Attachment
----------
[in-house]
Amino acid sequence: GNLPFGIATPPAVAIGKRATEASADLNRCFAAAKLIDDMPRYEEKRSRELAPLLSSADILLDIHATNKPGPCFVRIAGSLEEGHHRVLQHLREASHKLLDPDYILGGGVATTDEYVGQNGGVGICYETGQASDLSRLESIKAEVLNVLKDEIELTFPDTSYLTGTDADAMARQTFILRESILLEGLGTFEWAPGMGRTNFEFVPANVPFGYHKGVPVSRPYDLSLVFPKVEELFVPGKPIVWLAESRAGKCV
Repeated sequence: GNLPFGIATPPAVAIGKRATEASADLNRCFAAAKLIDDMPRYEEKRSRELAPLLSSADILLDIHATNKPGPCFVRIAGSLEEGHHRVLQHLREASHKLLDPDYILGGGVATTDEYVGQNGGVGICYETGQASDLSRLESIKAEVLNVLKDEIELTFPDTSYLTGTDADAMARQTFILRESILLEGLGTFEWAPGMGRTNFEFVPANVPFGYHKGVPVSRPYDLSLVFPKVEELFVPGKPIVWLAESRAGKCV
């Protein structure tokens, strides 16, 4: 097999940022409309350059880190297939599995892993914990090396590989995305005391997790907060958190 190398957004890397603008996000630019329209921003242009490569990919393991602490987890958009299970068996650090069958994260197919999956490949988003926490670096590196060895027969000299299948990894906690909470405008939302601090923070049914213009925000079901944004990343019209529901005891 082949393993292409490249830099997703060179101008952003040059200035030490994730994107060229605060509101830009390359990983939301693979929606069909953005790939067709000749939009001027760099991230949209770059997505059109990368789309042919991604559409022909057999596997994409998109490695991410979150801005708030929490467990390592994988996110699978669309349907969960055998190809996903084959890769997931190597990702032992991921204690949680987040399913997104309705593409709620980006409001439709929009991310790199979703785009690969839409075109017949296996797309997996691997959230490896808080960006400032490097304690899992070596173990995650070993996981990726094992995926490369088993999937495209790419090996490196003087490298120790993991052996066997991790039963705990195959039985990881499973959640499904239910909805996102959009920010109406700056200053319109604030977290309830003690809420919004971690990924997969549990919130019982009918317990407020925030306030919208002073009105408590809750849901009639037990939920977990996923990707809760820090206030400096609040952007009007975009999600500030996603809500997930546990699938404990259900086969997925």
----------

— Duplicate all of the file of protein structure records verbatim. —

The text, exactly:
[in-house]
Amino acid sequence: GNLPFGIATPPAVAIGKRATEASADLNRCFAAAKLIDDMPRYEEKRSRELAPLLSSADILLDIHATNKPGPCFVRIAGSLEEGHHRVLQHLREASHKLLDPDYILGGGVATTDEYVGQNGGVGICYETGQASDLSRLESIKAEVLNVLKDEIELTFPDTSYLTGTDADAMARQTFILRESILLEGLGTFEWAPGMGRTNFEFVPANVPFGYHKGVPVSRPYDLSLVFPKVEELFVPGKPIVWLAESRAGKCV
Repeated sequence: GNLPFGIATPPAVAIGKRATEASADLNRCFAAAKLIDDMPRYEEKRSRELAPLLSSADILLDIHATNKPGPCFVRIAGSLEEGHHRVLQHLREASHKLLDPDYILGGGVATTDEYVGQNGGVGICYETGQASDLSRLESIKAEVLNVLKDEIELTFPDTSYLTGTDADAMARQTFILRESILLEGLGTFEWAPGMGRTNFEFVPANVPFGYHKGVPVSRPYDLSLVFPKVEELFVPGKPIVWLAESRAGKCV
């Protein structure tokens, strides 16, 4: 097999940022409309350059880190297939599995892993914990090396590989995305005391997790907060958190 190398957004890397603008996000630019329209921003242009490569990919393991602490987890958009299970068996650090069958994260197919999956490949988003926490670096590196060895027969000299299948990894906690909470405008939302601090923070049914213009925000079901944004990343019209529901005891 082949393993292409490249830099997703060179101008952003040059200035030490994730994107060229605060509101830009390359990983939301693979929606069909953005790939067709000749939009001027760099991230949209770059997505059109990368789309042919991604559409022909057999596997994409998109490695991410979150801005708030929490467990390592994988996110699978669309349907969960055998190809996903084959890769997931190597990702032992991921204690949680987040399913997104309705593409709620980006409001439709929009991310790199979703785009690969839409075109017949296996797309997996691997959230490896808080960006400032490097304690899992070596173990995650070993996981990726094992995926490369088993999937495209790419090996490196003087490298120790993991052996066997991790039963705990195959039985990881499973959640499904239910909805996102959009920010109406700056200053319109604030977290309830003690809420919004971690990924997969549990919130019982009918317990407020925030306030919208002073009105408590809750849901009639037990939920977990996923990707809760820090206030400096609040952007009007975009999600500030996603809500997930546990699938404990259900086969997925």